‘The knowledge and wisdom you have is enough for this work’

Philanthropy expert David King helps church leaders cultivate generosity among givers

by Mike Ferguson | Presbyterian News Service

Rev. Dr. David King

LOUISVILLE — At the end of every Facebook Live event aired most Wednesdays by the Presbyterian Foundation’s Theological Education Fund, the host, the Rev. Dr. Lee Hinson-Hasty, asks his guest to deliver a benediction or a charge.

This week, the Rev. Dr. David King, who directs the Lake Institute on Faith and Giving, assured his listeners — clergy and other faith leaders — that “the knowledge and wisdom you have is enough for this work. You have the gifts to excel and help others transform their understanding of money today and into the future.”

King and colleagues at the Lake Institute on Faith and Giving published the National Study of Congregations’ Economic Practices, which sought to answer three sets of  questions:

  • Who gives to congregations, when, and how?
  • How do congregations teach about money and finances, and how do they steward the gifts they receive?
  • How do congregations spend their financial resources to serve their members, community, and beyond’

The really good pastors, King said, are ethnographers. They’ve studied their congregations in the same way an anthropologist studies a society, and they’re excellent listeners. An important job for pastors is to be able to speak the faith community’s story back to the community, he said.

“Don’t concentrate on what you lack or what you didn’t learn in seminary,” he advised pastors. Rather, clergy might concentrate on the skills they have and on listening.

“We get stuck in paradigms,” he said about theories on increasing giving. “The church is this, and we need you to give that. Trust us. We have the answers.”

But donors “want to give in a way that fits their own passions,” he said. “We don’t communicate that story clearly. How can we be listeners, listening to the joys and pains when people are talking about money — particularly now, when there is so much anxiety and fear among our members?”

Generosity, he said, is a “Christian practice around discipleship,” alongside practices including praying and reading the Bible, he said. “It’s not a spiritual gift you do or do not have. It’s something we can grow and develop, but it takes practice.”

Generosity “gives back to us with joy,” he said. Scripture in general and Jesus in particular “talk about money all the time,” he said. People “are hungry for guidance on how they use resources, how they teach their kids about it and how they invest. When you are ready to talk about giving,” he told the preachers listening to the webinar, “they are ready for it.”

In his work, “we try to combat the ‘five easy tools to grow your budget’” approach, he said. “For us, it’s more of a holistic question on leadership.” All church leaders, clergy included, “need to have a sense of transparency, particularly around money,” he said. “Never hide behind or blow smoke around where the money comes in and goes out. Be confident you can clearly stand behind where money is being used and where it is going.”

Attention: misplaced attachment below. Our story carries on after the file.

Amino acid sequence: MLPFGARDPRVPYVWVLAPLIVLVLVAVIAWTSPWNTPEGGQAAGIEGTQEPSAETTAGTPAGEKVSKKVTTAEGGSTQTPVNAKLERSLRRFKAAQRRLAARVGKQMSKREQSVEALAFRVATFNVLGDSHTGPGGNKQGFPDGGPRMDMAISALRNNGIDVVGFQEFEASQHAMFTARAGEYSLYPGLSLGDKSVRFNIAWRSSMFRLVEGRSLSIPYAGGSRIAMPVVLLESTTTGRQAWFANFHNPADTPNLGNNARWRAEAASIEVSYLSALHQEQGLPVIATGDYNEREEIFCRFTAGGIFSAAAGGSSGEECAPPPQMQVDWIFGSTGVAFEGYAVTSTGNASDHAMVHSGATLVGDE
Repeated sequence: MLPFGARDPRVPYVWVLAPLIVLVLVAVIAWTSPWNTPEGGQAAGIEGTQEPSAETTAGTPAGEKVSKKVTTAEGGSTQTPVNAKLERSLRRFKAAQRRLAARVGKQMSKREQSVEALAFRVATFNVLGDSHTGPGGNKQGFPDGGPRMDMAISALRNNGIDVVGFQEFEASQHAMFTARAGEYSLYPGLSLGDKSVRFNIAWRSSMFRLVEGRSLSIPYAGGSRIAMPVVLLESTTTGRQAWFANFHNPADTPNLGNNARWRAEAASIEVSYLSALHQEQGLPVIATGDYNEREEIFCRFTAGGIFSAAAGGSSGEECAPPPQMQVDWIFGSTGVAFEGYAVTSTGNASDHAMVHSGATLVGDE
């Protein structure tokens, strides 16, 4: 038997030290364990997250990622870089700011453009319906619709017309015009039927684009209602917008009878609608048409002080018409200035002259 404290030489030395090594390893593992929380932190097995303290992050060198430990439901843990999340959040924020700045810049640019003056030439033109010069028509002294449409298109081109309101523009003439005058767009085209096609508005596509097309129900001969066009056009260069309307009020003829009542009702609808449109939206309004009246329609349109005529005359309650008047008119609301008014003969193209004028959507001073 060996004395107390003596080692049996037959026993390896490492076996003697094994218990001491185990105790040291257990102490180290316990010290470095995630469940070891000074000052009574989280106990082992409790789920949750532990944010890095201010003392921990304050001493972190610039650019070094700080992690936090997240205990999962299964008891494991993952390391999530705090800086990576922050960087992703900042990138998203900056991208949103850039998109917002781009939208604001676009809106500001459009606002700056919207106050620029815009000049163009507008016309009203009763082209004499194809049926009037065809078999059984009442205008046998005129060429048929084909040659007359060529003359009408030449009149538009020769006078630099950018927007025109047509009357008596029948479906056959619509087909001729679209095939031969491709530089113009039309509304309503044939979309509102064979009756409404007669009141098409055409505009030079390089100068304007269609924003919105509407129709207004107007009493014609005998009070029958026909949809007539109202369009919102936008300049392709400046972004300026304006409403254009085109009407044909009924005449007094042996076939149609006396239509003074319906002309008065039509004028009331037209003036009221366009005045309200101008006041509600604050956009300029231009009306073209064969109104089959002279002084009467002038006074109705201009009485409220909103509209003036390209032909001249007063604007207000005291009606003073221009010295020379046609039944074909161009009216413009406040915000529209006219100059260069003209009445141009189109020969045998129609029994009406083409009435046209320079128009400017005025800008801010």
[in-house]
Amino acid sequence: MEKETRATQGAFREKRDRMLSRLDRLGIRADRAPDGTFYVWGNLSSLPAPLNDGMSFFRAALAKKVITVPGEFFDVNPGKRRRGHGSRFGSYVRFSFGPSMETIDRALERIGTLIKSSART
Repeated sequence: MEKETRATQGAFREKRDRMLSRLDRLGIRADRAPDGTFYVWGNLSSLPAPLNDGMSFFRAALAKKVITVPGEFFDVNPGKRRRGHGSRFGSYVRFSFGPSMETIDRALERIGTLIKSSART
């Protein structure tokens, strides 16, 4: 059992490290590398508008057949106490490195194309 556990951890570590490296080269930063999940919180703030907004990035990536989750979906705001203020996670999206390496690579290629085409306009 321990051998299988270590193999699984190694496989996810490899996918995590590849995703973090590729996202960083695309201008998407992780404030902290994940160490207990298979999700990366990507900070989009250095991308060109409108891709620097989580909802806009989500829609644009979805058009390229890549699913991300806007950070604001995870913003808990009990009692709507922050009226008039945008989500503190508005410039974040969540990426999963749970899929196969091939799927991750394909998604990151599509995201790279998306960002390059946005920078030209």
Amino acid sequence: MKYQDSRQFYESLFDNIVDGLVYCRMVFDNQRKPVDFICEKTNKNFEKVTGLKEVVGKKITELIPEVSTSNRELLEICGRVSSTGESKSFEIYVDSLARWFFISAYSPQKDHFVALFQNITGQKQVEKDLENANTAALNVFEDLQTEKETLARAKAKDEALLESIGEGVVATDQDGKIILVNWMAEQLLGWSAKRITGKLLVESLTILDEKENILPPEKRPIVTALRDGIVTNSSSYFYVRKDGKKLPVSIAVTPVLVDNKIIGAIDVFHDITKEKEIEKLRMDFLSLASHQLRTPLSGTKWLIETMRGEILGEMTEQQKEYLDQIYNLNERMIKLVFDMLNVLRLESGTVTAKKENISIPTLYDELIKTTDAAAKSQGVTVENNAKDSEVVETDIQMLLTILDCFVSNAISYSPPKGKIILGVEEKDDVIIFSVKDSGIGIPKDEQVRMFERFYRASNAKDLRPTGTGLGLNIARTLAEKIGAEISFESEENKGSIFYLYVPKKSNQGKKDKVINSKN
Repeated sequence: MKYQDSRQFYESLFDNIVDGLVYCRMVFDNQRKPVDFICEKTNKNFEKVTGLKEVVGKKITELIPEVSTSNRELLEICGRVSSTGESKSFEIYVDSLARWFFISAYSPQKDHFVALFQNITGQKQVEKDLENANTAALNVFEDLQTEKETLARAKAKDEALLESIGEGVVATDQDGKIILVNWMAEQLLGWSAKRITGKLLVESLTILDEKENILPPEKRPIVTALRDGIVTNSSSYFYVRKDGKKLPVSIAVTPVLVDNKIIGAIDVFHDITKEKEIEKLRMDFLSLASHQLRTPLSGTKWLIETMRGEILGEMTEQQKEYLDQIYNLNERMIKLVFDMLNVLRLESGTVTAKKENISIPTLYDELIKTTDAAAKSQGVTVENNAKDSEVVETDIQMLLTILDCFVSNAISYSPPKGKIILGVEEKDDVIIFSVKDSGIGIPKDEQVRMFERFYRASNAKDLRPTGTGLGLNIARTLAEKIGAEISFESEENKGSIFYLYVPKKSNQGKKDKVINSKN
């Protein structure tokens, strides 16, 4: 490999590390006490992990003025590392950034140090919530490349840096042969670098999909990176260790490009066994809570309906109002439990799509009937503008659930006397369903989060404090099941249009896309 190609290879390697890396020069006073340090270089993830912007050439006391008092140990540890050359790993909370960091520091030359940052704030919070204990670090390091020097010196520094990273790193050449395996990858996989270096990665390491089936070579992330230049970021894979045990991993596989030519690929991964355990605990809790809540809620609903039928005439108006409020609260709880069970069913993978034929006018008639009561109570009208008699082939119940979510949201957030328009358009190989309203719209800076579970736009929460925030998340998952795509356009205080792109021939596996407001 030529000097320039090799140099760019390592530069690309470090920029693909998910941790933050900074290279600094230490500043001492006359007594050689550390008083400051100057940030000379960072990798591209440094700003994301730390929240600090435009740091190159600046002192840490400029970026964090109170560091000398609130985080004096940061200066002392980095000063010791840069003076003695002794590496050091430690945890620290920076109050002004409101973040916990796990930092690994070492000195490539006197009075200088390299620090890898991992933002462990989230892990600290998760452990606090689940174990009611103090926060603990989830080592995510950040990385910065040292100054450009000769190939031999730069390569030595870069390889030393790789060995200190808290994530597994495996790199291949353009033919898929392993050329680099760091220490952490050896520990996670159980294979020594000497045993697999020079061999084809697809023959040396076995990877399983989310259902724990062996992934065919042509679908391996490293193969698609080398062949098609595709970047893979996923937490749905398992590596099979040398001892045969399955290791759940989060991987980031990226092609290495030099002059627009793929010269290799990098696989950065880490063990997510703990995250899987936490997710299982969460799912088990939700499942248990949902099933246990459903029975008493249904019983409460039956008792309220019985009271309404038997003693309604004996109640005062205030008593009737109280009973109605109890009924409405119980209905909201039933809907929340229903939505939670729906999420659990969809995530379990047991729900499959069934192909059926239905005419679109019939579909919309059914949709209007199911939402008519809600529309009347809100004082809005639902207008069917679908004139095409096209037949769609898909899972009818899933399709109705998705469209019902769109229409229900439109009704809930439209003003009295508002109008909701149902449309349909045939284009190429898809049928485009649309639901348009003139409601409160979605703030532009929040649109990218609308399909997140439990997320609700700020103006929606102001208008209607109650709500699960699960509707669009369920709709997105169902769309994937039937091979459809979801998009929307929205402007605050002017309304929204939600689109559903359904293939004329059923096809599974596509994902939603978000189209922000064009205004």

Church leaders, especially clergy, should “do your own work around money,” he said. Many new pastors graduate from seminary with a mound of debt. “We often feel uncomfortable or even shameful around money,” he said.

Asked by Hinson-Hasty for more findings from the study, King mentioned a handful of statistics: 92% of churches still pass the offering plate each week, resulting in about 80% of the giving the church receives. And 22% percent of churches also offer an online giving option.

“We have learned that once members transition to online giving, they are not coming back to writing that check in person,” King said. “Despite their generation or age, the ease is helpful.” Online giving tends to be slightly higher than the traditional check in the offering plate, he said.

Beyond the giving component, church leaders “do well” to consider other revenue streams, including rent. “They need to be thinking creatively about their building, which is often their biggest asset,” he said. “Thinking holistically about revenue streams is increasingly important” because “reliance on individual giving will be a decreasing percentage of their overall budget.”

Creative options include charging under-market rent to a social service agency with a mission the congregation supports.

“Have that conversation about how it’s an important part of a church’s economics,” he said. With the world “now focused on inequity and injustice, these questions play a big part for our faith communities.”


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